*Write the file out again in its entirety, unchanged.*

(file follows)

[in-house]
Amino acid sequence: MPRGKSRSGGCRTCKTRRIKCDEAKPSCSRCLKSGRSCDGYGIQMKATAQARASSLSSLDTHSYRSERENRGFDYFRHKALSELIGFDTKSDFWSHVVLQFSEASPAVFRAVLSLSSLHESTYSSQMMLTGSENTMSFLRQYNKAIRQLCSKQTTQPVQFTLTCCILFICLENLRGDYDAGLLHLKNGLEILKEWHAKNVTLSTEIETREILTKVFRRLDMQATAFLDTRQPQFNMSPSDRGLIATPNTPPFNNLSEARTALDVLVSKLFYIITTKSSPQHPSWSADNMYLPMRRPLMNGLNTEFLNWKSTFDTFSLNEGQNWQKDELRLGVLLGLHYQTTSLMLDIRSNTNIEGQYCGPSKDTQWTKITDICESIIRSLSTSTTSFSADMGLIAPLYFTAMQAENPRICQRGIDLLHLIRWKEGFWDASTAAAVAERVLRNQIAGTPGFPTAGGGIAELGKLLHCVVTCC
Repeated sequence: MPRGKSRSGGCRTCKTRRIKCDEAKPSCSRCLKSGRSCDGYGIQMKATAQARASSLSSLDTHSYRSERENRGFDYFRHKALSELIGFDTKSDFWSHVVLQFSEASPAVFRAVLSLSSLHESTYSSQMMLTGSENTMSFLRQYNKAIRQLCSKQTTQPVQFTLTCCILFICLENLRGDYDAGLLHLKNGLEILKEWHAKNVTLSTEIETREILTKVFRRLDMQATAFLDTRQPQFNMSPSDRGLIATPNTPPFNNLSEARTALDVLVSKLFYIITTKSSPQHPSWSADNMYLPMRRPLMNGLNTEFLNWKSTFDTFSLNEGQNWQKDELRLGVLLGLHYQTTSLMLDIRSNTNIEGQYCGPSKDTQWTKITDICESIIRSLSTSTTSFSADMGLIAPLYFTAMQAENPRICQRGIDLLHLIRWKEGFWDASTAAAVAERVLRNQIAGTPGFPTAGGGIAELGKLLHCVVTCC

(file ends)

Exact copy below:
[in-house]
Amino acid sequence: MPRGKSRSGGCRTCKTRRIKCDEAKPSCSRCLKSGRSCDGYGIQMKATAQARASSLSSLDTHSYRSERENRGFDYFRHKALSELIGFDTKSDFWSHVVLQFSEASPAVFRAVLSLSSLHESTYSSQMMLTGSENTMSFLRQYNKAIRQLCSKQTTQPVQFTLTCCILFICLENLRGDYDAGLLHLKNGLEILKEWHAKNVTLSTEIETREILTKVFRRLDMQATAFLDTRQPQFNMSPSDRGLIATPNTPPFNNLSEARTALDVLVSKLFYIITTKSSPQHPSWSADNMYLPMRRPLMNGLNTEFLNWKSTFDTFSLNEGQNWQKDELRLGVLLGLHYQTTSLMLDIRSNTNIEGQYCGPSKDTQWTKITDICESIIRSLSTSTTSFSADMGLIAPLYFTAMQAENPRICQRGIDLLHLIRWKEGFWDASTAAAVAERVLRNQIAGTPGFPTAGGGIAELGKLLHCVVTCC
Repeated sequence: MPRGKSRSGGCRTCKTRRIKCDEAKPSCSRCLKSGRSCDGYGIQMKATAQARASSLSSLDTHSYRSERENRGFDYFRHKALSELIGFDTKSDFWSHVVLQFSEASPAVFRAVLSLSSLHESTYSSQMMLTGSENTMSFLRQYNKAIRQLCSKQTTQPVQFTLTCCILFICLENLRGDYDAGLLHLKNGLEILKEWHAKNVTLSTEIETREILTKVFRRLDMQATAFLDTRQPQFNMSPSDRGLIATPNTPPFNNLSEARTALDVLVSKLFYIITTKSSPQHPSWSADNMYLPMRRPLMNGLNTEFLNWKSTFDTFSLNEGQNWQKDELRLGVLLGLHYQTTSLMLDIRSNTNIEGQYCGPSKDTQWTKITDICESIIRSLSTSTTSFSADMGLIAPLYFTAMQAENPRICQRGIDLLHLIRWKEGFWDASTAAAVAERVLRNQIAGTPGFPTAGGGIAELGKLLHCVVTCC